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Friday, December 01, 2006

Virtual concerns

Administrators, developers, and power users are starting up new virtual workstations and servers with every new corporate breath.  Administrators and CSOs are considering all of these ideas to save money and increase security. Whether virtual solutions have the speed, flexibility, and security to become a win-all solution is yet to be seen. I remember hearing the same promises during the heyday of thin-client computing, and that technology largely failed.  Of course, for every security benefit a virtual machine provides, a new security threat or risk emerges.  The author wants to add some other scenarios to consider.

Multiple real servers can be consolidated into one larger, more powerful virtual server platform; just pack a single server with a lot of memory and a very fast CPU.  But what’s coming on the virtual forefront is even more revolutionary. I know of one company that’s going to allow its employees to work from home using virtual images. The company will send the entire corporate image to the employee over a VPN connection, or at worst, on a single DVD.

Security experts and power users are using virtual machines to explore the riskier parts of the Internet without worry of host desktop modification.  Banks and protection vendors are coming up with innovative solutions that involve sending virtual desktops to their online customers to prevent remote control bots from stealing PINs or fraudulently transferring bank balances.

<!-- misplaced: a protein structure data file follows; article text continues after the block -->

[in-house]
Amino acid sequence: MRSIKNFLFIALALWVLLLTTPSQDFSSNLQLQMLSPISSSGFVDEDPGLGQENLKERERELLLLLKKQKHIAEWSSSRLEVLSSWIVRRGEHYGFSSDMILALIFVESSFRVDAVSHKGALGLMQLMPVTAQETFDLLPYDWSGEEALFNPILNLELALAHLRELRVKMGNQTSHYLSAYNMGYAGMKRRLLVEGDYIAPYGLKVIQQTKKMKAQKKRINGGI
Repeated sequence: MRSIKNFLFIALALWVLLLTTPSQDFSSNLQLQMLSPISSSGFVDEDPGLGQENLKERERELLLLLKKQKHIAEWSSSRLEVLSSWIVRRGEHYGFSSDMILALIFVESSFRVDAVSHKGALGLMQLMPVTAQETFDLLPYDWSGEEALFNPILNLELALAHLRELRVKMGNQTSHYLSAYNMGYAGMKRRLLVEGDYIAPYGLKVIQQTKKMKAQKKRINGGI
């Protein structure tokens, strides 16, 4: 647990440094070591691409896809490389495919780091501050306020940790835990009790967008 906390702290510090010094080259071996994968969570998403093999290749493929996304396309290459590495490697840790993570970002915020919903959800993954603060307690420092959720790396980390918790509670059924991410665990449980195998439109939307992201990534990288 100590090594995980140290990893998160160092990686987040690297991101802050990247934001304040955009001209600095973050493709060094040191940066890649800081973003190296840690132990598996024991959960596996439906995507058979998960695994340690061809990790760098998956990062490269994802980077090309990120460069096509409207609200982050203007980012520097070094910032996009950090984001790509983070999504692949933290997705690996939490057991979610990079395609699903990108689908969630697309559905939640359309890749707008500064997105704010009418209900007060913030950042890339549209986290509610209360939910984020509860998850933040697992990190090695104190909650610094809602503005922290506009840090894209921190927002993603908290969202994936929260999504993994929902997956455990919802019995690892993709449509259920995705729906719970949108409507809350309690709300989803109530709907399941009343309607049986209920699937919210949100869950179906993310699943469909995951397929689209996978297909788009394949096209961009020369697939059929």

First, because new virtual machines are so easy to create, administrators and operators aren’t treating them with the same security thoroughness as they do real metal and wire servers. 

Second, if attackers break out of a VM into the host, they can immediately impact every other supported host on the server.

Third, anti-virus software and other scanners on the outside can’t easily scan inside virtual workstation images for worms, bots, and other threats.

Last, there are no comprehensive studies to prove how well a virtual machine protects against running malware.

Like instant messaging and USB thumb drives, the virtual revolution is coming whether you like it or not.  Discuss the impact virtual machines will have on your environment, especially on security, with vendors and your technical staff.

http://www.infoworld.com/article/06/12/01/49OPsecadvise_1.html

Posted on 12/01
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